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Whereas in the Solar System we can send missions which will make in situ measurements or sample returns for the analysis of the biochemical structure, in the case of exoplanets we have to do remote sensing. This remote sensing can take several forms :

  • optical or radio "signal" analysis : this is the approach of the SETI (Search for ExtraTerrestrial Intelligence) programs
  • polarimetric analysis of exoplanets. This approach is not being investigated at the moment.
  • spectral analysis of exoplanets. This is the most sophisticated approach, developed below.

There are two approaches for the detection of biological activity in the spectrum of a planet : the spectral analysis of its surface and its atmosphere.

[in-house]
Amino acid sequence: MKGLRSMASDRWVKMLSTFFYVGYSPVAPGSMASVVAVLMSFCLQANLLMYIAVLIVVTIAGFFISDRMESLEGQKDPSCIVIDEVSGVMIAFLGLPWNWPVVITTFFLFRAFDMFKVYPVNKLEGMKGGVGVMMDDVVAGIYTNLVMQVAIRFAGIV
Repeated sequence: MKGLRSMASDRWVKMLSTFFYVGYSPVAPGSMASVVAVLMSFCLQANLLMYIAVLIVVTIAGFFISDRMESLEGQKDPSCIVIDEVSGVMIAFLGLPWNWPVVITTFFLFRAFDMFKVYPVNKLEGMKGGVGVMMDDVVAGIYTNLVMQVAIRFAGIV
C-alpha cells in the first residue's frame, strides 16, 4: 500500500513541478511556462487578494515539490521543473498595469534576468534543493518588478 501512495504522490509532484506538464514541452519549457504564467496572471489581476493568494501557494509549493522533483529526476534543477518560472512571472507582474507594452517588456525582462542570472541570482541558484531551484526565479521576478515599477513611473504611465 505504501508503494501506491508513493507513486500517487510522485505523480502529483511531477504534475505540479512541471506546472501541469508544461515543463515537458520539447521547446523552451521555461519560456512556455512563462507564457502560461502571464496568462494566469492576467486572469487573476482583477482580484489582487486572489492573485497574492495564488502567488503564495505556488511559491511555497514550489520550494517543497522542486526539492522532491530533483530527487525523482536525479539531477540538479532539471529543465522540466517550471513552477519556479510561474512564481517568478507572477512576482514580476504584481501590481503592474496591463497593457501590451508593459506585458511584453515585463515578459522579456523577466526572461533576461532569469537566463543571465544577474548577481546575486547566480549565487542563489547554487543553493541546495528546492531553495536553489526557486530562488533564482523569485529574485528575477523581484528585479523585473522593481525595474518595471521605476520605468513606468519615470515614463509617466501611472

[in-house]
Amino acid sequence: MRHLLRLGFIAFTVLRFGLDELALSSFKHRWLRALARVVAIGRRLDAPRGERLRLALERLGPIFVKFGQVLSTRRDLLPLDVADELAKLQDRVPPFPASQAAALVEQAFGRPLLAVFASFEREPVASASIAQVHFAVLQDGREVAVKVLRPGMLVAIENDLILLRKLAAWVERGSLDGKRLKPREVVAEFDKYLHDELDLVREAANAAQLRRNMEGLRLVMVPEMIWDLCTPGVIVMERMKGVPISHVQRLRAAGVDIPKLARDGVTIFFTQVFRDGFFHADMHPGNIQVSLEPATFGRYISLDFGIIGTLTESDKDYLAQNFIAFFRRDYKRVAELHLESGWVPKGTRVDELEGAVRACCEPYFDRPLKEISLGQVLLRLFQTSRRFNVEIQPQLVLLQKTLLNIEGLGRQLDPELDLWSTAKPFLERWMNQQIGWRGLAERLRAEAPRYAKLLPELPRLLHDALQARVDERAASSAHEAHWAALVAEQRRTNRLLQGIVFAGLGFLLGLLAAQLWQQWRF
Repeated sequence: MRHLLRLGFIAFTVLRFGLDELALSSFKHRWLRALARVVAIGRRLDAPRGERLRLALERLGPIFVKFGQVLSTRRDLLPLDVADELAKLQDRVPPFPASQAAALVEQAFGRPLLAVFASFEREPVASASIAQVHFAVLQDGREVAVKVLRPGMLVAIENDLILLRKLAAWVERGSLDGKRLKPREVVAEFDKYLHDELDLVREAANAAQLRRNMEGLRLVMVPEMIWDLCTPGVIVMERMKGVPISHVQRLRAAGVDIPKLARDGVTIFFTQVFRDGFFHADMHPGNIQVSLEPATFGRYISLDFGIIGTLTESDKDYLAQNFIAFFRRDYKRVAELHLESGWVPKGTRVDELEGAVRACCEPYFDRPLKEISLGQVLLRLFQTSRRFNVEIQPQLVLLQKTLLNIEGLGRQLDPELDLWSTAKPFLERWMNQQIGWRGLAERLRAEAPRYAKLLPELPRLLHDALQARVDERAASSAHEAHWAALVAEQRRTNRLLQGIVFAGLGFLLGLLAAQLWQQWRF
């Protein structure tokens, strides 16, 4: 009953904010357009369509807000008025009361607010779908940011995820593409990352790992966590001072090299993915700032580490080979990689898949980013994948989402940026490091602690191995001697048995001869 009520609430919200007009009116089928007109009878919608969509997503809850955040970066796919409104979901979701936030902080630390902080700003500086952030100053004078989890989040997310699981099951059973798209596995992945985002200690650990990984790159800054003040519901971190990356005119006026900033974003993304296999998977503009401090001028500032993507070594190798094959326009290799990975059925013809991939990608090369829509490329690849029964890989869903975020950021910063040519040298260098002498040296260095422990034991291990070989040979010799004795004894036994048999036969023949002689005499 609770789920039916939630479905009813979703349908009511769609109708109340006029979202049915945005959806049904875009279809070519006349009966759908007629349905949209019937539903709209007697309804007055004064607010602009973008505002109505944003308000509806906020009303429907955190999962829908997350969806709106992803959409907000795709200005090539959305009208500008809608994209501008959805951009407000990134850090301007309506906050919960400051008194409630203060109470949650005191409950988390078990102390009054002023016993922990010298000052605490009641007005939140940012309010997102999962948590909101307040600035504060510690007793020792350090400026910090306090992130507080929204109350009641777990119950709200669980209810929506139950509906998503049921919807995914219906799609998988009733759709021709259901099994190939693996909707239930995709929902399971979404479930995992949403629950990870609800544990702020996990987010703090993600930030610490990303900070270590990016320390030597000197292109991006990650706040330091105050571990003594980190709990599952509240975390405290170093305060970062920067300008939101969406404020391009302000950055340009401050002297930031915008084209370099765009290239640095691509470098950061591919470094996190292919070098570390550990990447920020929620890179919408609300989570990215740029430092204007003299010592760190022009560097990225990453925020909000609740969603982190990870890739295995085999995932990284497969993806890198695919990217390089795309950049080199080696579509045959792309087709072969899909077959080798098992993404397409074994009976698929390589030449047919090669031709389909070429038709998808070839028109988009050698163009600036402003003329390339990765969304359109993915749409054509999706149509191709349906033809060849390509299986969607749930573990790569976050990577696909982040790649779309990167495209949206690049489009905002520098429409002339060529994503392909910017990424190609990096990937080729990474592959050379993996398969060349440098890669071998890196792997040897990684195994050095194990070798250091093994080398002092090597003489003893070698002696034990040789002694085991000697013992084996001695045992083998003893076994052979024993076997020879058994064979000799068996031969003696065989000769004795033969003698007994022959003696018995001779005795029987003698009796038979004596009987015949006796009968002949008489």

Vegetation

A direct approach consists of detecting organisms on the surface of a planet thanks to their spectral properties. An example is the detection of an analog of the spectral features of vegetation, which shows a strong reflecting power above 725 nm (that's the reason why plants emit 60 times as much light in the infrared than in the green).

Oxygen-ozone

Instead of directly detecting the light spectrum reflected by organisms such as plants, we can try to detect non biological by-products of biochemical activity. This is the case, for instance, of gases ejected in the atmosphere such as oxygen (by-product of photosynthesis) or methane (by-product of organism decomposition). Besides, a by-product of oxygen is ozone, which we can also try to detect.